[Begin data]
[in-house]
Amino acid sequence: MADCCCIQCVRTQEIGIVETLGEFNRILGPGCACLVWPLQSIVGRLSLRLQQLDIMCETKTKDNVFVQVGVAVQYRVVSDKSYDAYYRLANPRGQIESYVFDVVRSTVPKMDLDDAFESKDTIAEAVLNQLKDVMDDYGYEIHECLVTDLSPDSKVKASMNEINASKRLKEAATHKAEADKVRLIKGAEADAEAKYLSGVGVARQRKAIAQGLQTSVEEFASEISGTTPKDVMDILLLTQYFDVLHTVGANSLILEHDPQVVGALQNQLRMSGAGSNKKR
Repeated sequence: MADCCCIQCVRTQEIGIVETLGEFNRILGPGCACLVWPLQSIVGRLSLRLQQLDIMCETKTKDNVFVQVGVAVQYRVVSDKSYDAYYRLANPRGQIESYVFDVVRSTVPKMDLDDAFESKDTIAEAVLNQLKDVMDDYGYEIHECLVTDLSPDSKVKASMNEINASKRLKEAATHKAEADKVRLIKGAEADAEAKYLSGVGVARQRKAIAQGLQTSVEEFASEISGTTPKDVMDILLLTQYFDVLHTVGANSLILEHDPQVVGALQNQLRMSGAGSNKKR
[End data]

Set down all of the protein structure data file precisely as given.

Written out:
[in-house]
Amino acid sequence: MADCCCIQCVRTQEIGIVETLGEFNRILGPGCACLVWPLQSIVGRLSLRLQQLDIMCETKTKDNVFVQVGVAVQYRVVSDKSYDAYYRLANPRGQIESYVFDVVRSTVPKMDLDDAFESKDTIAEAVLNQLKDVMDDYGYEIHECLVTDLSPDSKVKASMNEINASKRLKEAATHKAEADKVRLIKGAEADAEAKYLSGVGVARQRKAIAQGLQTSVEEFASEISGTTPKDVMDILLLTQYFDVLHTVGANSLILEHDPQVVGALQNQLRMSGAGSNKKR
Repeated sequence: MADCCCIQCVRTQEIGIVETLGEFNRILGPGCACLVWPLQSIVGRLSLRLQQLDIMCETKTKDNVFVQVGVAVQYRVVSDKSYDAYYRLANPRGQIESYVFDVVRSTVPKMDLDDAFESKDTIAEAVLNQLKDVMDDYGYEIHECLVTDLSPDSKVKASMNEINASKRLKEAATHKAEADKVRLIKGAEADAEAKYLSGVGVARQRKAIAQGLQTSVEEFASEISGTTPKDVMDILLLTQYFDVLHTVGANSLILEHDPQVVGALQNQLRMSGAGSNKKR